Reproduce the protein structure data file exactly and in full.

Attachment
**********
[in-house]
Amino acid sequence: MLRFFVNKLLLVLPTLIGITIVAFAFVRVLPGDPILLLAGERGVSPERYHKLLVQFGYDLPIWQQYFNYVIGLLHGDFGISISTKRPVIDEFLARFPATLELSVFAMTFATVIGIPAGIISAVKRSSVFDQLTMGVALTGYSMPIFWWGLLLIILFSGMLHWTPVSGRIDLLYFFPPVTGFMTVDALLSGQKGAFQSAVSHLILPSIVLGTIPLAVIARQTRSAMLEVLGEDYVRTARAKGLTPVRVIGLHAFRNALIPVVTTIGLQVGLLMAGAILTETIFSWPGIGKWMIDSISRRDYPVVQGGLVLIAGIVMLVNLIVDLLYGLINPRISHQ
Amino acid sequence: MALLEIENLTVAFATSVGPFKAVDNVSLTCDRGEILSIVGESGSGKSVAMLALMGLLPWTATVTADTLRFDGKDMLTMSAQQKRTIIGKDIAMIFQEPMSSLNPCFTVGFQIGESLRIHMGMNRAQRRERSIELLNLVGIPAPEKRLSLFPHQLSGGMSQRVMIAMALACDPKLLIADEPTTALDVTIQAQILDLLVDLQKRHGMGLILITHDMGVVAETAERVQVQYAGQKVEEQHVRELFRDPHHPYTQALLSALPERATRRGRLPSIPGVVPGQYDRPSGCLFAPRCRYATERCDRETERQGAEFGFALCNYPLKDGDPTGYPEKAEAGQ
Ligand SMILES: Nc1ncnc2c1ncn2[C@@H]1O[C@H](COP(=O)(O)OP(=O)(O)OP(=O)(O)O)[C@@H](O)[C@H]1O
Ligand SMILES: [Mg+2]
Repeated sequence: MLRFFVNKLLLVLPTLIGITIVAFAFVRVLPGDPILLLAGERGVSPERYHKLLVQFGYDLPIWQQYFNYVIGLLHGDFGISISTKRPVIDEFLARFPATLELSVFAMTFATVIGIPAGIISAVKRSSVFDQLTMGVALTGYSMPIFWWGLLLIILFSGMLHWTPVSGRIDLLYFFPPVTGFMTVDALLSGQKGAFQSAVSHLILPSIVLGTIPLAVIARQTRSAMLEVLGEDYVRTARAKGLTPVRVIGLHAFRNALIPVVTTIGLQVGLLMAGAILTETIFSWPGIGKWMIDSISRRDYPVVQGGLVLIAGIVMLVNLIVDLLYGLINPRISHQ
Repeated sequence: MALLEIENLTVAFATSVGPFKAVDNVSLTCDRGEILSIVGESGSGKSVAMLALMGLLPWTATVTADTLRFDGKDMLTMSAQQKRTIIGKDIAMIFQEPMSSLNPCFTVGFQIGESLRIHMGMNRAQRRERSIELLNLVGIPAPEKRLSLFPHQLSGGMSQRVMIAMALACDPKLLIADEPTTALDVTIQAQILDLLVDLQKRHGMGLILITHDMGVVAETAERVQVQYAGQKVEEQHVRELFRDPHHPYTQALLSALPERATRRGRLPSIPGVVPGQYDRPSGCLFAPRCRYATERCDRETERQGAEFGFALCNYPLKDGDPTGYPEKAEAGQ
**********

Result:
[in-house]
Amino acid sequence: MLRFFVNKLLLVLPTLIGITIVAFAFVRVLPGDPILLLAGERGVSPERYHKLLVQFGYDLPIWQQYFNYVIGLLHGDFGISISTKRPVIDEFLARFPATLELSVFAMTFATVIGIPAGIISAVKRSSVFDQLTMGVALTGYSMPIFWWGLLLIILFSGMLHWTPVSGRIDLLYFFPPVTGFMTVDALLSGQKGAFQSAVSHLILPSIVLGTIPLAVIARQTRSAMLEVLGEDYVRTARAKGLTPVRVIGLHAFRNALIPVVTTIGLQVGLLMAGAILTETIFSWPGIGKWMIDSISRRDYPVVQGGLVLIAGIVMLVNLIVDLLYGLINPRISHQ
Amino acid sequence: MALLEIENLTVAFATSVGPFKAVDNVSLTCDRGEILSIVGESGSGKSVAMLALMGLLPWTATVTADTLRFDGKDMLTMSAQQKRTIIGKDIAMIFQEPMSSLNPCFTVGFQIGESLRIHMGMNRAQRRERSIELLNLVGIPAPEKRLSLFPHQLSGGMSQRVMIAMALACDPKLLIADEPTTALDVTIQAQILDLLVDLQKRHGMGLILITHDMGVVAETAERVQVQYAGQKVEEQHVRELFRDPHHPYTQALLSALPERATRRGRLPSIPGVVPGQYDRPSGCLFAPRCRYATERCDRETERQGAEFGFALCNYPLKDGDPTGYPEKAEAGQ
Ligand SMILES: Nc1ncnc2c1ncn2[C@@H]1O[C@H](COP(=O)(O)OP(=O)(O)OP(=O)(O)O)[C@@H](O)[C@H]1O
Ligand SMILES: [Mg+2]
Repeated sequence: MLRFFVNKLLLVLPTLIGITIVAFAFVRVLPGDPILLLAGERGVSPERYHKLLVQFGYDLPIWQQYFNYVIGLLHGDFGISISTKRPVIDEFLARFPATLELSVFAMTFATVIGIPAGIISAVKRSSVFDQLTMGVALTGYSMPIFWWGLLLIILFSGMLHWTPVSGRIDLLYFFPPVTGFMTVDALLSGQKGAFQSAVSHLILPSIVLGTIPLAVIARQTRSAMLEVLGEDYVRTARAKGLTPVRVIGLHAFRNALIPVVTTIGLQVGLLMAGAILTETIFSWPGIGKWMIDSISRRDYPVVQGGLVLIAGIVMLVNLIVDLLYGLINPRISHQ
Repeated sequence: MALLEIENLTVAFATSVGPFKAVDNVSLTCDRGEILSIVGESGSGKSVAMLALMGLLPWTATVTADTLRFDGKDMLTMSAQQKRTIIGKDIAMIFQEPMSSLNPCFTVGFQIGESLRIHMGMNRAQRRERSIELLNLVGIPAPEKRLSLFPHQLSGGMSQRVMIAMALACDPKLLIADEPTTALDVTIQAQILDLLVDLQKRHGMGLILITHDMGVVAETAERVQVQYAGQKVEEQHVRELFRDPHHPYTQALLSALPERATRRGRLPSIPGVVPGQYDRPSGCLFAPRCRYATERCDRETERQGAEFGFALCNYPLKDGDPTGYPEKAEAGQ